Of all the styles of jazz to emerge in the twentieth century, none is more passionate, more exhilaratingly up-tempo, or more steeped in an outsider tradition than Gypsy Jazz. And there is no one more qualified to write about Gypsy Jazz than Michael Dregni, author of the acclaimed biography, Django. A vagabond music, Gypsy Jazz is played today in French Gypsy bars, Romany encampments, on religious pilgrimages-and increasingly on the world's greatest concert stages. Yet its story has never been told, in part because much of its history is undocumented, either in written form or often even in recorded music.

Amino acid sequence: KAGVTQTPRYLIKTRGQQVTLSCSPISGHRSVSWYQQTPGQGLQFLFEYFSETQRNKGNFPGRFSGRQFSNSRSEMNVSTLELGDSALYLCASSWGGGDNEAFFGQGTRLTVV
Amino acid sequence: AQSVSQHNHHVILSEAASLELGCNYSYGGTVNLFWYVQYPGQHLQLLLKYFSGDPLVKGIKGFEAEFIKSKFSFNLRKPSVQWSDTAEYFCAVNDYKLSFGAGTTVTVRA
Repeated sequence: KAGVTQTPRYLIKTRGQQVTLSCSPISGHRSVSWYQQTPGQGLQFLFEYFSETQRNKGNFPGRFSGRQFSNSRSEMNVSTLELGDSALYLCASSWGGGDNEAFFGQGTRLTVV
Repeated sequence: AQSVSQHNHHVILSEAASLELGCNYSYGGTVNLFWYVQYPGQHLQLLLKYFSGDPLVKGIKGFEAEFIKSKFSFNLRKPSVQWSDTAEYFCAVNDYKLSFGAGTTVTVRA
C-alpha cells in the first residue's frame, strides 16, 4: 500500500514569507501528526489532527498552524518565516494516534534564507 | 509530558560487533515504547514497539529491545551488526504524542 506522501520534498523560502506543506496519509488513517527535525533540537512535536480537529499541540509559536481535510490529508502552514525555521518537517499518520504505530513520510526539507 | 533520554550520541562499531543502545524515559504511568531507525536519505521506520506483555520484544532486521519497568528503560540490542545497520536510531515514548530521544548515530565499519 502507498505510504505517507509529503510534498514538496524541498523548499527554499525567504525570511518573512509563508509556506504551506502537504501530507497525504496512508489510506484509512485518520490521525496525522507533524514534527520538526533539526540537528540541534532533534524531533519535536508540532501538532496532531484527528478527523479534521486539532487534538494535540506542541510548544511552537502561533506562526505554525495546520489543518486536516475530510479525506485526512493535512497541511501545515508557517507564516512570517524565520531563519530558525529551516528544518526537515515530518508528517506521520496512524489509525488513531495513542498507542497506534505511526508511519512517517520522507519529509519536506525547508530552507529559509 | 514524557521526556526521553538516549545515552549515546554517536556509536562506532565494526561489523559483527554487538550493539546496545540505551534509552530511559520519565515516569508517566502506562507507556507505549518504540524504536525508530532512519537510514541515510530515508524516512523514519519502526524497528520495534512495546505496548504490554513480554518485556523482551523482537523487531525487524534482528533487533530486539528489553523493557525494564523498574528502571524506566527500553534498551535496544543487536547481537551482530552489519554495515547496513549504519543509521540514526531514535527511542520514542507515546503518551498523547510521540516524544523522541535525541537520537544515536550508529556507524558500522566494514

Beginning with Django Reinhardt, whose dazzling Gypsy Jazz became the toast of 1930s Paris in the heady days of Josephine Baker, Picasso, and Hemingway, Dregni follows the music as it courses through caravans on the edge of Paris, where today's young French Gypsies learn Gypsy Jazz as a rite of passage, along the Gypsy pilgrimage route to Les Saintes-Maries-de-la-Mer where the Romany play around their campfires, and finally to the new era of international Gypsy stars such as Bireli Lagrene, Boulou Ferre, Dorado Schmitt, and Django's own grandchildren, David Reinhardt and Dallas Baumgartner. Interspersed with Dregni's vivid narrative are the words of the musicians themselves, many of whom have never been interviewed for the American press before, as they describe what the music means to them. Gypsy Jazz also includes a chapter devoted entirely to American Gypsy musicians who remain largely unknown outside their hidden community. Blending travelogue, detective story, and personal narrative, Gypsy Jazz is music history at its best, capturing the history and culture of this elusive music-and the soul that makes it swing.